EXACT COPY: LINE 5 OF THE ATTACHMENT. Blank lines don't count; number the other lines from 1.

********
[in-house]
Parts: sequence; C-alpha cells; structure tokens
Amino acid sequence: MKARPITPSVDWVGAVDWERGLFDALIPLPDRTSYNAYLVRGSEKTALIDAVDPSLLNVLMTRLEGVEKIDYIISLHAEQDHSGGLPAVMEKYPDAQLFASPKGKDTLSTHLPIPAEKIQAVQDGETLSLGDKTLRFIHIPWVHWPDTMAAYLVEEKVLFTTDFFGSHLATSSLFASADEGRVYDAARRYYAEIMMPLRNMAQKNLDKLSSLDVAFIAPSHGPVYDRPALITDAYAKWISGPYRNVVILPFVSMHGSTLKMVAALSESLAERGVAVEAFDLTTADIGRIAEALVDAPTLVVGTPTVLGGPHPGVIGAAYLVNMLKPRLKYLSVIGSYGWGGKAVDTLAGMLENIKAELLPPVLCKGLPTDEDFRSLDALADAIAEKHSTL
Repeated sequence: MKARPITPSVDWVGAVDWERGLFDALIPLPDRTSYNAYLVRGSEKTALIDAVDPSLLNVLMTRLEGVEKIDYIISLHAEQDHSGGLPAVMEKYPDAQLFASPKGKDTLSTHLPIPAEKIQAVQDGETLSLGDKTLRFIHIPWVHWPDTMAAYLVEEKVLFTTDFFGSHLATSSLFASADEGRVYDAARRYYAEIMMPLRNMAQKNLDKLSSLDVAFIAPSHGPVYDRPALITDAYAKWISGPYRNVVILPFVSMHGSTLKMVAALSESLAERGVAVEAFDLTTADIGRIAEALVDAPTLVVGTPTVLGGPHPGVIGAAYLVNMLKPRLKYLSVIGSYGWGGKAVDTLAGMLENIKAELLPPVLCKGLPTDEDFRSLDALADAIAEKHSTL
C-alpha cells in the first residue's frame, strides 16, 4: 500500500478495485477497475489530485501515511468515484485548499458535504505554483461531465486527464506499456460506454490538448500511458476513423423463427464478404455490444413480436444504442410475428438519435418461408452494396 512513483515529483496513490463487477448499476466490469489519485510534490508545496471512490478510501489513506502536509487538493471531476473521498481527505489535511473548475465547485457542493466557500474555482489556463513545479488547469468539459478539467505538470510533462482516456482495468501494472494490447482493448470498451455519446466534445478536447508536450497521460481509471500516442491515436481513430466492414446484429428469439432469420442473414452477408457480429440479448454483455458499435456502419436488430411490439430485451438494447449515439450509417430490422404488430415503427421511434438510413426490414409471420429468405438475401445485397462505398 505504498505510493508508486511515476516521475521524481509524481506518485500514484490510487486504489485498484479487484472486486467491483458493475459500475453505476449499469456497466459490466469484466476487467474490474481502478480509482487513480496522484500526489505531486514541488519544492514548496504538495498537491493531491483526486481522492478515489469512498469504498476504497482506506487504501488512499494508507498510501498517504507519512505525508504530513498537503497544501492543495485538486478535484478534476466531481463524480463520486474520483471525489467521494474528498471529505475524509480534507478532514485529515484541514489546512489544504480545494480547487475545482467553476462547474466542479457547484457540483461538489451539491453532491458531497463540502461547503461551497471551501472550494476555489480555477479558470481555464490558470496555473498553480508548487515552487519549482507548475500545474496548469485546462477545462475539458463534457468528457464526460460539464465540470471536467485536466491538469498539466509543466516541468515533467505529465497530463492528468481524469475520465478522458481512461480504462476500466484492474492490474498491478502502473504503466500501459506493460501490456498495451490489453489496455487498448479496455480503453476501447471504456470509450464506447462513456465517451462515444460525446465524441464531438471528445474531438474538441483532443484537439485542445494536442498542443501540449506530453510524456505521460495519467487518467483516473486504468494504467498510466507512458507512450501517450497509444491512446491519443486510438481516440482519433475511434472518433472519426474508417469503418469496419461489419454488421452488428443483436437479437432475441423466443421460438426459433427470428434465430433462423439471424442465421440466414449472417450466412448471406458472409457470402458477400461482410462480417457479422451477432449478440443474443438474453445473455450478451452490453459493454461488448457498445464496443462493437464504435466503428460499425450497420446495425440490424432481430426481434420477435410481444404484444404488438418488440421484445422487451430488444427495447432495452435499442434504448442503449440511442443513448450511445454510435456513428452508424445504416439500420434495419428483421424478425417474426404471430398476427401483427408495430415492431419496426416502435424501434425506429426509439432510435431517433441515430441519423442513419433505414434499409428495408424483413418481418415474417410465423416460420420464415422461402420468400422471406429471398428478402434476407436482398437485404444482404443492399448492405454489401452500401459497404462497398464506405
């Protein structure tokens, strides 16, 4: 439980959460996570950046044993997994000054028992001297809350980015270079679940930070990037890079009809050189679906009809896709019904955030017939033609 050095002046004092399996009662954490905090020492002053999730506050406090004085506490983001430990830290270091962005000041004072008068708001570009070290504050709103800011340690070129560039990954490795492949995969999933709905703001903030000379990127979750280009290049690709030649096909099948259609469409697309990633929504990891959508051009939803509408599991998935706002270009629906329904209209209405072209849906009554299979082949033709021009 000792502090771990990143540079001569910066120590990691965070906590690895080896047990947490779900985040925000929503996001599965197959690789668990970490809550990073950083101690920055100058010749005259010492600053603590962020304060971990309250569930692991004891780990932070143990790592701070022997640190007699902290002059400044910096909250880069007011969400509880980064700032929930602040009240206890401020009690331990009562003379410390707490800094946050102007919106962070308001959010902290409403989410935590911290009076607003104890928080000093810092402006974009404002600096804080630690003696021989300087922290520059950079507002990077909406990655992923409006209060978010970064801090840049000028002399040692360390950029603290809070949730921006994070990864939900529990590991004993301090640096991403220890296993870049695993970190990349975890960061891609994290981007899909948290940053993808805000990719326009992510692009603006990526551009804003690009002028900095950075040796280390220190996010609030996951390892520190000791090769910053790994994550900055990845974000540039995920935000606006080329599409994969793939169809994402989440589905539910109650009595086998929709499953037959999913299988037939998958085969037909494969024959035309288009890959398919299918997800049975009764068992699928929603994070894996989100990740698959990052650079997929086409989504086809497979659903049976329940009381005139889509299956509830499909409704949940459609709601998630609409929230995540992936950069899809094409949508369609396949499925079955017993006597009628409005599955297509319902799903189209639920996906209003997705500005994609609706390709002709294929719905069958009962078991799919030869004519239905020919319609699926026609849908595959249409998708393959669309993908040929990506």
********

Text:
C-alpha cells in the first residue's frame, strides 16, 4: 500500500478495485477497475489530485501515511468515484485548499458535504505554483461531465486527464506499456460506454490538448500511458476513423423463427464478404455490444413480436444504442410475428438519435418461408452494396 512513483515529483496513490463487477448499476466490469489519485510534490508545496471512490478510501489513506502536509487538493471531476473521498481527505489535511473548475465547485457542493466557500474555482489556463513545479488547469468539459478539467505538470510533462482516456482495468501494472494490447482493448470498451455519446466534445478536447508536450497521460481509471500516442491515436481513430466492414446484429428469439432469420442473414452477408457480429440479448454483455458499435456502419436488430411490439430485451438494447449515439450509417430490422404488430415503427421511434438510413426490414409471420429468405438475401445485397462505398 505504498505510493508508486511515476516521475521524481509524481506518485500514484490510487486504489485498484479487484472486486467491483458493475459500475453505476449499469456497466459490466469484466476487467474490474481502478480509482487513480496522484500526489505531486514541488519544492514548496504538495498537491493531491483526486481522492478515489469512498469504498476504497482506506487504501488512499494508507498510501498517504507519512505525508504530513498537503497544501492543495485538486478535484478534476466531481463524480463520486474520483471525489467521494474528498471529505475524509480534507478532514485529515484541514489546512489544504480545494480547487475545482467553476462547474466542479457547484457540483461538489451539491453532491458531497463540502461547503461551497471551501472550494476555489480555477479558470481555464490558470496555473498553480508548487515552487519549482507548475500545474496548469485546462477545462475539458463534457468528457464526460460539464465540470471536467485536466491538469498539466509543466516541468515533467505529465497530463492528468481524469475520465478522458481512461480504462476500466484492474492490474498491478502502473504503466500501459506493460501490456498495451490489453489496455487498448479496455480503453476501447471504456470509450464506447462513456465517451462515444460525446465524441464531438471528445474531438474538441483532443484537439485542445494536442498542443501540449506530453510524456505521460495519467487518467483516473486504468494504467498510466507512458507512450501517450497509444491512446491519443486510438481516440482519433475511434472518433472519426474508417469503418469496419461489419454488421452488428443483436437479437432475441423466443421460438426459433427470428434465430433462423439471424442465421440466414449472417450466412448471406458472409457470402458477400461482410462480417457479422451477432449478440443474443438474453445473455450478451452490453459493454461488448457498445464496443462493437464504435466503428460499425450497420446495425440490424432481430426481434420477435410481444404484444404488438418488440421484445422487451430488444427495447432495452435499442434504448442503449440511442443513448450511445454510435456513428452508424445504416439500420434495419428483421424478425417474426404471430398476427401483427408495430415492431419496426416502435424501434425506429426509439432510435431517433441515430441519423442513419433505414434499409428495408424483413418481418415474417410465423416460420420464415422461402420468400422471406429471398428478402434476407436482398437485404444482404443492399448492405454489401452500401459497404462497398464506405